Grantees may not advertise for bids or negotiate a contract for construction or A&R activities exceeding $500,000 until working drawings and specifications have been approved by the designated NIH official. One purpose of the NIH review is to apply program-specific design standards to the working drawings and specifications to ensure that program needs are met and the facility will suitably accommodate the activities to be carried out there. In addition, NIH will determine whether the final plans and specifications conform to the minimum standards of construction and equipment specified in 42 CFR Part 52b, in the NIH Design Policy and Guidelines issued by the Division of Engineering Services, NIH, and in the documents cited in this subsection. (The NIH Design Policy and Guidelines are available at These standards are subject to modification by the Division of Engineering Services, NIH. The grantee will be subject to the standards in effect at the time of design or construction, as appropriate. NIH will monitor compliance during the project's design phase.

Where State or local codes are proposed to be used as a basis for facility design in lieu of the NIH design requirements, a prior determination must be made by NIH that the specific State or local code is equivalent to, or exceeds, NIH requirements. If State and local codes or requirements exceed the design requirements set forth in NIH regulations or incorporated in program guidance, the more stringent requirements will apply.

Elimination of Architectural Barriers to the Physically Handicapped

The Architectural Barriers Act of 1968, as amended, the Federal Property Management Regulations 101-19.6 (41 CFR 101-19.6), and the Uniform Federal Accessibility Standards issued by the General Services Administration (41 CFR 101-19.6, Appendix A) set forth requirements to make facilities accessible to, and usable by, the physically handicapped, and include minimum design standards. All new facilities constructed with NIH grant support must comply with these requirements. These minimum standards must be included in the specifications for any NIH-funded new construction unless the grantee proposes to substitute standards that meet or exceed these standards. Where NIH assistance is provided for alteration or renovation (including modernization and expansion) of existing facilities, the altered facility (or part of the facility) must comply, including use of the minimum standards in the specifications. The grantee will be responsible for conducting inspections to ensure compliance with these standards by any contractor performing construction services under the grant. Also see "Public Policy Requirements and Objectives—Civil Rights—Rehabilitation Act of 1973."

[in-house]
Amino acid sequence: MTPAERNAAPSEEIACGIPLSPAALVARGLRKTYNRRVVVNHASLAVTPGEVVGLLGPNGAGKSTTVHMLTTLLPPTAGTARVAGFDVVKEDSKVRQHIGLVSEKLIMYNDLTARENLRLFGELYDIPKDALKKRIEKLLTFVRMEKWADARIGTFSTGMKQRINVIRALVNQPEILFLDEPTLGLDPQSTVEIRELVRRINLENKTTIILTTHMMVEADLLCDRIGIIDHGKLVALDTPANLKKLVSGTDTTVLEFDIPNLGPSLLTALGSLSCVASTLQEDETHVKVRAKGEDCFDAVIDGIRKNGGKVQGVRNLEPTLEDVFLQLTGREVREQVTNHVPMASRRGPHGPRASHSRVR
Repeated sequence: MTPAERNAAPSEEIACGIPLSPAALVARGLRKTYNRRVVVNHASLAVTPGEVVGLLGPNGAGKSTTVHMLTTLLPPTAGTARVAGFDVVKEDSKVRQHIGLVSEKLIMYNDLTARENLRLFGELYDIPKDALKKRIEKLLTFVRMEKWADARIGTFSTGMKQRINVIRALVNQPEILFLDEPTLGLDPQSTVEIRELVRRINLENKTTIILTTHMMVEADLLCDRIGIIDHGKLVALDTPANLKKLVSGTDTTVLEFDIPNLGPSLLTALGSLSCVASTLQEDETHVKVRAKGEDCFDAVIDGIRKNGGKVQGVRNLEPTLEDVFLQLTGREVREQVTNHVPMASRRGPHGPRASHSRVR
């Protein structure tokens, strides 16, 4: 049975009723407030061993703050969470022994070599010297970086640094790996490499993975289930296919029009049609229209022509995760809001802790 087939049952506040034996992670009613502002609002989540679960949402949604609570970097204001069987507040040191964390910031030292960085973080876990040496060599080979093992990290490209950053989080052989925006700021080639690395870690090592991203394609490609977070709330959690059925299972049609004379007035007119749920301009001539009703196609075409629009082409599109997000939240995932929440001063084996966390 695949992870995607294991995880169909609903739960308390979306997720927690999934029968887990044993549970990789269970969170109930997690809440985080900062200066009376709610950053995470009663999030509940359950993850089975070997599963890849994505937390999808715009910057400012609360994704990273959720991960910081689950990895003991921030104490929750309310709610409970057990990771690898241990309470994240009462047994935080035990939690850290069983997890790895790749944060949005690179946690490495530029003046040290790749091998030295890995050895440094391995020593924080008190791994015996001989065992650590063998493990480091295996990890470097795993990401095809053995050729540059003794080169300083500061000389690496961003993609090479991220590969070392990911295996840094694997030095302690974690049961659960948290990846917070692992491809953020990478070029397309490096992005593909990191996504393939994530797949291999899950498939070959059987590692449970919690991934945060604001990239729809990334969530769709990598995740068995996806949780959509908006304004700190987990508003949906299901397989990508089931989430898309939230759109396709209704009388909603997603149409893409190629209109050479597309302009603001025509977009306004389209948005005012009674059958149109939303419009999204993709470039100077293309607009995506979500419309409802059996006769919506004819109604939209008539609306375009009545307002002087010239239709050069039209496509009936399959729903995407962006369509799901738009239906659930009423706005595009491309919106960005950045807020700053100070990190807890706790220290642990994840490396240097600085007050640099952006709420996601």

Guidelines for Design and Construction of Hospital and Healthcare Facilities (1996-97)

Available from the American Institute of Architects (AIA), Academy of Architecture for Health, AIA Rizzoli Catalogue Sales, 117 Post Street, San Francisco, CA 94108; telephone: 1-800-52-BOOKS; fax: (415) 984-0224.

American Society of Heating, Refrigeration, and Air Conditioning Engineers
Handbook—HVAC Applications (1995)

Available from the American Society of Heating, Refrigeration and Air Conditioning Engineers (ASHRAE), 1791 Tullie Circle, NE, Atlanta, GA 30329; telephone: (404) 636-8400 or, for order questions, 1-800-527-4723.

Seismic Safety for Federally Assisted Construction

The Earthquake Hazards Reduction Act of 1977, as amended (Public Law 95-124), and Executive Order 12699, Seismic Safety of Federal and Federally Assisted or Regulated New Building Construction (January 5, 1990). The Executive Order requires that new federally assisted or regulated buildings be to be designed and constructed using appropriate seismic standards. State, county, or local jurisdictional building ordinances adopting and enforcing these model codes, in their entirety or without material revisions reducing the level of seismic safety, also are acceptable.

The latest editions of the model codes listed below provide a level of seismic safety considered appropriate for implementing Executive Order 12699 and apply to all federally assisted construction in the applicable geographic location.

  • Uniform Building Code, International Conference of Building Officials (ICBO) (5360 Workman Mill Road, Whittier, CA 90601-2298; telephone: (562) 699-0541 or 1-800-284-4406; fax: 1-888-329-4226).
  • 1998 Supplements to the National Building Code (1996) and National Fire Prevention Code (1996), Building Officials and Code Administrators International, Inc. (BOCA) (4051 West Fossmoor Road, Country Club Hills, IL 60478-5795; telephone: (708) 799-2300; fax: (708) 799-4981).
  • Southern Building Code Congress Standard Building Code (1997) Southern Building Code Congress International (SBCCI) (900 Montclair Road, Birmingham, AL 35213-1206; telephone: (205) 591-1853); fax: (205) 599-9845).
  • Recommended Lateral Force Requirements and Commentary (1996), Seismology Committee, Structural Engineers Association of California (available from ICBO as indicated above).

Where necessary, special structural and other features to protect life and minimize damage to facilities from tornadoes also may be required.

Life Safety Code

National Fire Protection Association (NFPA) Publication No. 101 and supplements that apply for the code classification and type of occupancy of the particular facility. This document is available from NFPA, 11 Tracy Drive, Avon, MA 2322; telephone: (617) 770-3000 or 1-800-735-0100.

Standards on Fire Protection for Laboratories Using Chemicals

National Fire Protection Association (NFPA) Publication No. 45. NPFA, 11 Tracy Drive, Avon, MA 02322; telephone: (617) 770-3000 or 1-800-735-0100.

Prudent Practices for Safety in Laboratories (1995)

National Research Council. National Academy Press, ISBN 0-309-05229-7;

National Sanitation Foundation Standard No. 49 for Class II (Laminar Flow)
Biohazard Cabinetry

National Sanitation Foundation (NSF), 3475 Plymouth Road, P.O. Box 1468, Ann Arbor, MI 48106; telephone: (313) 769-8010.

International Standard Plumbing Code (1996)

Southern Building Congress Code International (SBCCI), 900 Montclair Road, Birmingham, AL 35213-1206; telephone: (205) 591-1853; fax: (205) 599-9845.

Industrial Ventilation: A Manual of Recommended Practice (1998)

American Conference of Government Industrial Hygienists (ACGIH), 1330 Kemper Meadow Drive, Cincinnati, OH 45240-1634; telephone: (513) 742-2020; fax: (513) 742-3355.

Health Care Facilities Handbook (1997)